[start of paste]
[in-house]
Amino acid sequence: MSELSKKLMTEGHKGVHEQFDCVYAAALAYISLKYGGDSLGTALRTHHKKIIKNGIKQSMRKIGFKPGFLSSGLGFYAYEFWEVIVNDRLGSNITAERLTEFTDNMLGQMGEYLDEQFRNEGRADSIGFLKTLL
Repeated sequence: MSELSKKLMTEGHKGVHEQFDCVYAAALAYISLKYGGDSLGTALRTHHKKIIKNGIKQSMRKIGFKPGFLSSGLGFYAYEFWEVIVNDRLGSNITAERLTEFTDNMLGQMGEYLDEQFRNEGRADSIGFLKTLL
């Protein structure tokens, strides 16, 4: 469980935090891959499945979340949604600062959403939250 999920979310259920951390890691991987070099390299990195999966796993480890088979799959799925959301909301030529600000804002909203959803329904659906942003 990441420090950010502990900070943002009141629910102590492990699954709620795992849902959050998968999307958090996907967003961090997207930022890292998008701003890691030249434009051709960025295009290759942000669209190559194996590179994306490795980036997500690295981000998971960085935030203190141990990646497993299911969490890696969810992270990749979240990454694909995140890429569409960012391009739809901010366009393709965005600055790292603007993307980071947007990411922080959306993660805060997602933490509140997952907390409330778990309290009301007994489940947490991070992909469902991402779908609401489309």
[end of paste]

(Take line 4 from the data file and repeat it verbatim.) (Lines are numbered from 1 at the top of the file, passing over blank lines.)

């Protein structure tokens, strides 16, 4: 469980935090891959499945979340949604600062959403939250 999920979310259920951390890691991987070099390299990195999966796993480890088979799959799925959301909301030529600000804002909203959803329904659906942003 990441420090950010502990900070943002009141629910102590492990699954709620795992849902959050998968999307958090996907967003961090997207930022890292998008701003890691030249434009051709960025295009290759942000669209190559194996590179994306490795980036997500690295981000998971960085935030203190141990990646497993299911969490890696969810992270990749979240990454694909995140890429569409960012391009739809901010366009393709965005600055790292603007993307980071947007990411922080959306993660805060997602933490509140997952907390409330778990309290009301007994489940947490991070992909469902991402779908609401489309």